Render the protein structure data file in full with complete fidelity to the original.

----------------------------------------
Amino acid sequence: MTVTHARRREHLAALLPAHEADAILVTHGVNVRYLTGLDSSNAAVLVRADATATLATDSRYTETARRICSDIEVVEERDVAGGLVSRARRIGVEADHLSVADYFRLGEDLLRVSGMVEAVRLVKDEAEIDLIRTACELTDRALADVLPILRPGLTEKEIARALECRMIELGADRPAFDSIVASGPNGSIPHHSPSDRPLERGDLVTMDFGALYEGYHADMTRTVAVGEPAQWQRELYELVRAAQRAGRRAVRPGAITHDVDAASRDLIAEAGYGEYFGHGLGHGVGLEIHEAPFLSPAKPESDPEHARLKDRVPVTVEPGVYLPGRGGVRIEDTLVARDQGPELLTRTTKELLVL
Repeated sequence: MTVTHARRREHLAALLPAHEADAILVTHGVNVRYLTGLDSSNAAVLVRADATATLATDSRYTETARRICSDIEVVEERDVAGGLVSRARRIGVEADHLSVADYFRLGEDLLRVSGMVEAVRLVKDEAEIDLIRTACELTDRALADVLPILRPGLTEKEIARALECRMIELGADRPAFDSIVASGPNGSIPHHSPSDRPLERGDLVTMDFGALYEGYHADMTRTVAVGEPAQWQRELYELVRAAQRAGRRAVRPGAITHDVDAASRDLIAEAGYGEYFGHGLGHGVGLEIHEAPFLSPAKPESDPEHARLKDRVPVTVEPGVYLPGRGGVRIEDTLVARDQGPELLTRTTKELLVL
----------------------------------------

Amino acid sequence: MTVTHARRREHLAALLPAHEADAILVTHGVNVRYLTGLDSSNAAVLVRADATATLATDSRYTETARRICSDIEVVEERDVAGGLVSRARRIGVEADHLSVADYFRLGEDLLRVSGMVEAVRLVKDEAEIDLIRTACELTDRALADVLPILRPGLTEKEIARALECRMIELGADRPAFDSIVASGPNGSIPHHSPSDRPLERGDLVTMDFGALYEGYHADMTRTVAVGEPAQWQRELYELVRAAQRAGRRAVRPGAITHDVDAASRDLIAEAGYGEYFGHGLGHGVGLEIHEAPFLSPAKPESDPEHARLKDRVPVTVEPGVYLPGRGGVRIEDTLVARDQGPELLTRTTKELLVL
Repeated sequence: MTVTHARRREHLAALLPAHEADAILVTHGVNVRYLTGLDSSNAAVLVRADATATLATDSRYTETARRICSDIEVVEERDVAGGLVSRARRIGVEADHLSVADYFRLGEDLLRVSGMVEAVRLVKDEAEIDLIRTACELTDRALADVLPILRPGLTEKEIARALECRMIELGADRPAFDSIVASGPNGSIPHHSPSDRPLERGDLVTMDFGALYEGYHADMTRTVAVGEPAQWQRELYELVRAAQRAGRRAVRPGAITHDVDAASRDLIAEAGYGEYFGHGLGHGVGLEIHEAPFLSPAKPESDPEHARLKDRVPVTVEPGVYLPGRGGVRIEDTLVARDQGPELLTRTTKELLVL